The Pope has urged that we “break this self-destructive trend” of consumerism.
A polemic about global warming and the environmental crisis, which argues that ordinary people have consistently opposed the destruction of nature and so provide an untapped constituency for climate action.
Crimes Against Nature uses fresh material to offer a very different take on the most important issue of our times. It takes the familiar narrative about global warming — the one in which we are all to blame — and inverts it, to show how, again and again, pollution and ecological devastation have been imposed on the population without our consent and (often) against our will. From histories of destruction, it distils stories of hope, highlighting the repeated yearning for a more sustainable world.
In the era of climate strikes, viral outbreaks, and Extinction Rebellion, Crimes Against Nature moves from ancient Australia to the ‘corpse economy’ of Georgian Britain to the ‘Kitchen Debate’ of the Cold War, to present an unexpected and optimistic environmental history — one that identifies ordinary people not as a collective problem but as a powerful force for change.
‘Sparrow tells these stories with the lucidity and animation of a true crime podcast. He dissects the reactionary nature of placing mankind in opposition to nature: it not only erases millennia of Indigenous peoples’ relative harmony with the natural world, but seeks to preserve nature for the select few destroying it for everyone else. He is fearless too in his criticism of progressives who write off their fellow citizens as uncaring and complicit in global warming. That corporations invested in such sophisticated public relations campaigns shows they “understand something about ordinary peoples that escapes many environmentalists”: that ordinary people are not “innately greedy or selfish” … Amid the doom and gloom of so much contemporary environmentalism, this is worthy of applause.’
The Pope is clearly worried about climate change
Pope Francis has asked young people to eat less meat in a bid to take better care of the environment.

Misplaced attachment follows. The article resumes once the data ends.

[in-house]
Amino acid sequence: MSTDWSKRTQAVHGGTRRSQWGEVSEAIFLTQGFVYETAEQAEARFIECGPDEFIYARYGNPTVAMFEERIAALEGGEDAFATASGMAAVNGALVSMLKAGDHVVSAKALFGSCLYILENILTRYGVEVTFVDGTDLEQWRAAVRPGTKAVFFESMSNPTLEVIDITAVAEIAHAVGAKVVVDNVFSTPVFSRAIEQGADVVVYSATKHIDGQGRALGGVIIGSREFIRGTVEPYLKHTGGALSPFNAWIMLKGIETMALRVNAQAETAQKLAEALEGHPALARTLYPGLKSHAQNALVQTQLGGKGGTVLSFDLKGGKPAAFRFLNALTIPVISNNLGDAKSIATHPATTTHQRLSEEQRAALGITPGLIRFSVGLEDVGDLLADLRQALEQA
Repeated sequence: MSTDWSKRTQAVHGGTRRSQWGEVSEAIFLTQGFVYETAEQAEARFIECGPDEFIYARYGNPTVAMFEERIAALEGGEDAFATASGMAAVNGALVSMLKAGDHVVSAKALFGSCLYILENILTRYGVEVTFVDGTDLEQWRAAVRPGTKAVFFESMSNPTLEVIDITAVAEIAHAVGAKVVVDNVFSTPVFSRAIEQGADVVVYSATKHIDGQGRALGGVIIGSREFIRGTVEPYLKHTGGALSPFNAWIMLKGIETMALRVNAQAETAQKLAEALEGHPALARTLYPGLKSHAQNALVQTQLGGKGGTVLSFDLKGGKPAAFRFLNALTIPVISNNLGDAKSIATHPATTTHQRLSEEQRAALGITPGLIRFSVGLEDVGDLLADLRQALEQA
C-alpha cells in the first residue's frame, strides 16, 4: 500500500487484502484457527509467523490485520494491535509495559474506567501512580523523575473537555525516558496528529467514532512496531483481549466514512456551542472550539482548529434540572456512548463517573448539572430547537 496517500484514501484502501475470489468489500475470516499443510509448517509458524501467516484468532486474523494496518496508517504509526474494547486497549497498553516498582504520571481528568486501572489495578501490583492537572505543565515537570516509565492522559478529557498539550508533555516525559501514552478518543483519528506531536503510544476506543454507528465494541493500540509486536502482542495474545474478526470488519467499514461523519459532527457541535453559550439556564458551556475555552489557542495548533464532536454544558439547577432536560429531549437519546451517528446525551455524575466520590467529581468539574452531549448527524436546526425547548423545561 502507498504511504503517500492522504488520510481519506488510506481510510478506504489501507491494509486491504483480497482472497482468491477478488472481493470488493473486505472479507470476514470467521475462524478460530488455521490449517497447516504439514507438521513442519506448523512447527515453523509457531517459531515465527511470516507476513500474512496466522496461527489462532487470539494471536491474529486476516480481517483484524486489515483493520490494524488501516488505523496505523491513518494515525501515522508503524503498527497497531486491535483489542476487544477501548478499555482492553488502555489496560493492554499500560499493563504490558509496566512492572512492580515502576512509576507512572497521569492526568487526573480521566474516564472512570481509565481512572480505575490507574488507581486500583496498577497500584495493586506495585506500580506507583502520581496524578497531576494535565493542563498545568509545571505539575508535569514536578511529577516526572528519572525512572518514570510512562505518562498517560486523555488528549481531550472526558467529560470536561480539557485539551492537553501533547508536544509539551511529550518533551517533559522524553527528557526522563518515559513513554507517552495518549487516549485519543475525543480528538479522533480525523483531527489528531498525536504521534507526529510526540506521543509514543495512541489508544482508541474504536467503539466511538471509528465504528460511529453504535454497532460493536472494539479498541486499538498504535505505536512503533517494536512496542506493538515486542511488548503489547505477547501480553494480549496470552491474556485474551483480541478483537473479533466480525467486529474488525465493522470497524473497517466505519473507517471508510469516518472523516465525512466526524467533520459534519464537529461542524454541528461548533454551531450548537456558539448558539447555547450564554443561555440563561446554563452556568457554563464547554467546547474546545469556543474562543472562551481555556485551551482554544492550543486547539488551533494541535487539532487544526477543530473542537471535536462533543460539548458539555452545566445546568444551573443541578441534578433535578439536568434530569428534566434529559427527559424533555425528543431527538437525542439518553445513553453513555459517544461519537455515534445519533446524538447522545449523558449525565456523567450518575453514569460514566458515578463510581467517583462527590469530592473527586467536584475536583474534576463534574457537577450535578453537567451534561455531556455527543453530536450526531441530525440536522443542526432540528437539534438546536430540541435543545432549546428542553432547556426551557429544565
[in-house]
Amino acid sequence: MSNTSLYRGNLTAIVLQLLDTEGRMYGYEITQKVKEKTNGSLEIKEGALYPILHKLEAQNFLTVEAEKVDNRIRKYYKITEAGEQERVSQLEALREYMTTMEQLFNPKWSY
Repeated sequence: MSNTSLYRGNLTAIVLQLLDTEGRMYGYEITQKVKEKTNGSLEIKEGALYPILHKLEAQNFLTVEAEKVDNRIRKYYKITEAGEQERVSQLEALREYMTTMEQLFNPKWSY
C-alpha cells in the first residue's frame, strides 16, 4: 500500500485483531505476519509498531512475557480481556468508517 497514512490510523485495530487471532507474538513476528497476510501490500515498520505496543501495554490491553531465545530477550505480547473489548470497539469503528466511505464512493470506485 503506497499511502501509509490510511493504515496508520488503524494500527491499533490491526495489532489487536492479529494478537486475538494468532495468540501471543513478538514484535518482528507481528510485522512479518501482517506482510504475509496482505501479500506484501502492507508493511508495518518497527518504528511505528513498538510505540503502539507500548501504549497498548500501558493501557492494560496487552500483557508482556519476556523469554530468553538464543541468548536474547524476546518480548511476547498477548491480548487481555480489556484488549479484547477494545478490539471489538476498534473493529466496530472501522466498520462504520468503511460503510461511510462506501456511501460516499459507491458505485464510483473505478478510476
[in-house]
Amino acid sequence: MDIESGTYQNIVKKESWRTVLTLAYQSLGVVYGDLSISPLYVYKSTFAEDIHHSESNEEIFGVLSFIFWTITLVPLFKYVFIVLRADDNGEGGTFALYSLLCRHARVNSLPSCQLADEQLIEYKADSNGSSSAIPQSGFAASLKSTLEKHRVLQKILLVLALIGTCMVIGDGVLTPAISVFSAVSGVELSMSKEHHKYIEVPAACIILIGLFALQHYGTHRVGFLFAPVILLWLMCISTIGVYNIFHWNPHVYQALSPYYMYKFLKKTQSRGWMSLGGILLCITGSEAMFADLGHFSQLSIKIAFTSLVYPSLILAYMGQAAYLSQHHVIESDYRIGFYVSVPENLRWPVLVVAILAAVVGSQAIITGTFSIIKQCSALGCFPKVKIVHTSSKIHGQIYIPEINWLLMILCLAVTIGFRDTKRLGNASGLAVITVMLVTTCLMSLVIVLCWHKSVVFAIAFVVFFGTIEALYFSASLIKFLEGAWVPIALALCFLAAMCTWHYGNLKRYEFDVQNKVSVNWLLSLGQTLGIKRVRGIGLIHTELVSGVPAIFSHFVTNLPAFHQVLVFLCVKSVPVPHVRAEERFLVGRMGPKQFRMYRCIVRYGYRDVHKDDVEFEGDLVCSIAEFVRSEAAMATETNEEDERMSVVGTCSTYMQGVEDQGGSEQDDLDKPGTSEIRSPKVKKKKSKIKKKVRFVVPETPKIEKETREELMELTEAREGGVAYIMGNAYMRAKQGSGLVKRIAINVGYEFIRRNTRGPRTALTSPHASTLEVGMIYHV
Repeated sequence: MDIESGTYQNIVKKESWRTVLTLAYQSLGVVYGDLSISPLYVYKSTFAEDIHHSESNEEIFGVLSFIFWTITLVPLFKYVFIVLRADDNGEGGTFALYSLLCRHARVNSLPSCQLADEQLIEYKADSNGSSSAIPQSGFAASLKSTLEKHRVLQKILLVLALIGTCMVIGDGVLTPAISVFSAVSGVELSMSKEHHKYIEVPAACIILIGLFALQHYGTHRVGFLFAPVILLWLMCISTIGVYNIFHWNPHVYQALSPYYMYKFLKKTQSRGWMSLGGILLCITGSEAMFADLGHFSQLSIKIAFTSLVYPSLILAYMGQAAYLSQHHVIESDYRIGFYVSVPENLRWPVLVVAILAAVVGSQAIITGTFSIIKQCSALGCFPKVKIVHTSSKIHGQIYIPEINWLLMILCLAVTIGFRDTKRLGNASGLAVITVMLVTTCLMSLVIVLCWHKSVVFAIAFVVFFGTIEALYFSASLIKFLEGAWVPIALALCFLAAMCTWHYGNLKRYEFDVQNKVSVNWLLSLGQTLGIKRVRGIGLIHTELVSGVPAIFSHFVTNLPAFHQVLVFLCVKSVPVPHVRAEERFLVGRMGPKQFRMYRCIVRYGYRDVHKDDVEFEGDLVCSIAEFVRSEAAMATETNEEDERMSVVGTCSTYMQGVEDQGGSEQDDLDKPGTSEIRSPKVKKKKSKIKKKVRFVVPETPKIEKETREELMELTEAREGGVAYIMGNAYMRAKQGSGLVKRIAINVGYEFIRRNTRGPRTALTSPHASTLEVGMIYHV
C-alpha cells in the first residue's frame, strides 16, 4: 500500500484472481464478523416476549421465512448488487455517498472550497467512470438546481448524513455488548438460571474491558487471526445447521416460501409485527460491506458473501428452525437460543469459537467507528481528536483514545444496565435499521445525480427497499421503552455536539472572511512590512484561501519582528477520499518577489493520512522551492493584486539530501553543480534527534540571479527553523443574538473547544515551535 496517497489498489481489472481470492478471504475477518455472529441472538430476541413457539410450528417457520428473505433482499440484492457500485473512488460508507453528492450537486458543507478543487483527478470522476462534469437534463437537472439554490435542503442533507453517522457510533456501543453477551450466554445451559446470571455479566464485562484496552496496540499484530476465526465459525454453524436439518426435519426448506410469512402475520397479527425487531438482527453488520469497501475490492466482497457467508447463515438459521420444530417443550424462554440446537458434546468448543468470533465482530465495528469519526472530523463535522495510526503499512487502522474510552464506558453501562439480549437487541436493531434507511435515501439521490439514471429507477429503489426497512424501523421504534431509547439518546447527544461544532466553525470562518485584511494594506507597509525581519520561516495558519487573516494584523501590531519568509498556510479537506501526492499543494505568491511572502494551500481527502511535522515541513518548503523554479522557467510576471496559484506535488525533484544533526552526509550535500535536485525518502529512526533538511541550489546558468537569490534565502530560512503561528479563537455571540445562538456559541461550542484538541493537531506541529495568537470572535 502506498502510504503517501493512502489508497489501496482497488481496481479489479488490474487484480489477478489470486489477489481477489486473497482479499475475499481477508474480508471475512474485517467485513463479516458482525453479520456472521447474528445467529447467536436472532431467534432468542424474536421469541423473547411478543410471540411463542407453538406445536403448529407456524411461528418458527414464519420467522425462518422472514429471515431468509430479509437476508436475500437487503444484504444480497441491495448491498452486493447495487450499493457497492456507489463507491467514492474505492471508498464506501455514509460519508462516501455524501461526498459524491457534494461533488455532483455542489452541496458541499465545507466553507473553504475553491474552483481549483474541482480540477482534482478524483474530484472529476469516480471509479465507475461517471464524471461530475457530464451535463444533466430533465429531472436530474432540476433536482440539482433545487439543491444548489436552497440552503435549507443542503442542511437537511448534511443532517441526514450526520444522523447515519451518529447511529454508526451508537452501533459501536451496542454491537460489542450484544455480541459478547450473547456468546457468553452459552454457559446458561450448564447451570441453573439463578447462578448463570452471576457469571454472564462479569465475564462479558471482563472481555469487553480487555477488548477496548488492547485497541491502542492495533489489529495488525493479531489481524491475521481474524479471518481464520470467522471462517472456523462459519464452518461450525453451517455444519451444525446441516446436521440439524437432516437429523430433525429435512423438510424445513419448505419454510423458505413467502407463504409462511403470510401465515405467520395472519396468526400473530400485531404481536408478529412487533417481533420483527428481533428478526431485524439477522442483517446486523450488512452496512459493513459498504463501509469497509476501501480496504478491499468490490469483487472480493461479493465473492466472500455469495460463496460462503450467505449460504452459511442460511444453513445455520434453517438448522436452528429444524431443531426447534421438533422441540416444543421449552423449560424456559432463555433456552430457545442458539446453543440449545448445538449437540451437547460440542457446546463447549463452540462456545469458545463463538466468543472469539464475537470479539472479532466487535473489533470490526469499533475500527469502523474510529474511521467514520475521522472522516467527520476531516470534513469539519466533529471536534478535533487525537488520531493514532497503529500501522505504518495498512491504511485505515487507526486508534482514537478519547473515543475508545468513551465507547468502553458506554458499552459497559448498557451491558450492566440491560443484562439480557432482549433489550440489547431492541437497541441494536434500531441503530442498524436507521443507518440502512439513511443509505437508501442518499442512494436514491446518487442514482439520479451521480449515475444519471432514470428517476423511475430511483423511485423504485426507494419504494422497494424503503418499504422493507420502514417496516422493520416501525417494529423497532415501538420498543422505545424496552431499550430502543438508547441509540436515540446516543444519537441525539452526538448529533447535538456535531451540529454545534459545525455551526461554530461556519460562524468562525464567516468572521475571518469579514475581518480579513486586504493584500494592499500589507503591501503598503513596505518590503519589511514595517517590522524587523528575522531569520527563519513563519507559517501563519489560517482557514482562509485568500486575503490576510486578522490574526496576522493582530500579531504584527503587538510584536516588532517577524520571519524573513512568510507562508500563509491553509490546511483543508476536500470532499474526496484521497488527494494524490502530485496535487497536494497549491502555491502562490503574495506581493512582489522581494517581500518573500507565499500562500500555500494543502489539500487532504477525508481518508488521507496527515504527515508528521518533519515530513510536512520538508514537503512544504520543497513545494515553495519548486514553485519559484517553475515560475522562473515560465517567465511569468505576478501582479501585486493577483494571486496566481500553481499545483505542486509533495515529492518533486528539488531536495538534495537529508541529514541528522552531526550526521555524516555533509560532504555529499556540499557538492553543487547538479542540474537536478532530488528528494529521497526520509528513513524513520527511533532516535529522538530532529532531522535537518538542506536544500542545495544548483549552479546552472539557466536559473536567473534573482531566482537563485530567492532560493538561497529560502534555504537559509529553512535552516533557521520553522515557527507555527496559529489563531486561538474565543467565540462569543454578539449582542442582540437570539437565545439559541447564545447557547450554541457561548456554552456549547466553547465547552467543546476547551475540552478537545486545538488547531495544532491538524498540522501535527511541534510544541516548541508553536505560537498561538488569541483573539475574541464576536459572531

In a to participants at the EU Youth Conference in Prague earlier this month, the Pope urged that we “break this self-destructive trend” of consumerism and prioritise sustainability.
“It is urgent to reduce consumption not only of fossil fuels but also of many superfluous things; and also, in certain areas of the world, , this can also help save the environment,” he wrote.
The latest green pledge follows the Pope’s publication of ‘Laudato si’ in 2015, his second encyclical (letter) which laments environmental degradation and global warming, and calls all people of the world to take “swift and unified global action.”
He lays the foundations for what he calls “integral ecology” in the encyclical. This earned him the title of Person of the Year by People for the Ethical Treatment of Animals (PETA) the same year.
In October 2021, Pope Francis and religious leaders called for action on climate change at the UN COP26 conference. Although the 84-year-old could not attend the conference, he made his dedication to tackling the climate crisis clear.
Then in November, he made another speech telling us all to protect the environment as “everything around us seems to be collapsing”. The Vatican’s St. Peter’s Basilica was filled to the brim with hundreds of young people who came to listen.
Climate change is the most important issue now facing humanity. As global temperatures increase, floods, fires and storms are becoming both more intense and frequent. People are suffering. And yet, emissions continue to rise. This book unpacks the activities of the key actors which have organised past and present climate responses – specifically, corporations, governments, and civil society organisations. Analysing three elements of climate change – mitigation, adaptation and suffering – the authors show how exponential growth of the capitalist system has allowed the fossil fuel industry to maintain its dominance. However, this hegemonic position is now coming under threat as new and innovative social movements have emerged, including the fossil fuel divestment movement, Fridays for Future, Extinction Rebellion and others. In exposing the inadequacies of current climate policies and pointing to the possibilities of new social and economic systems, this book highlights how the worst impacts of climate change can be avoided.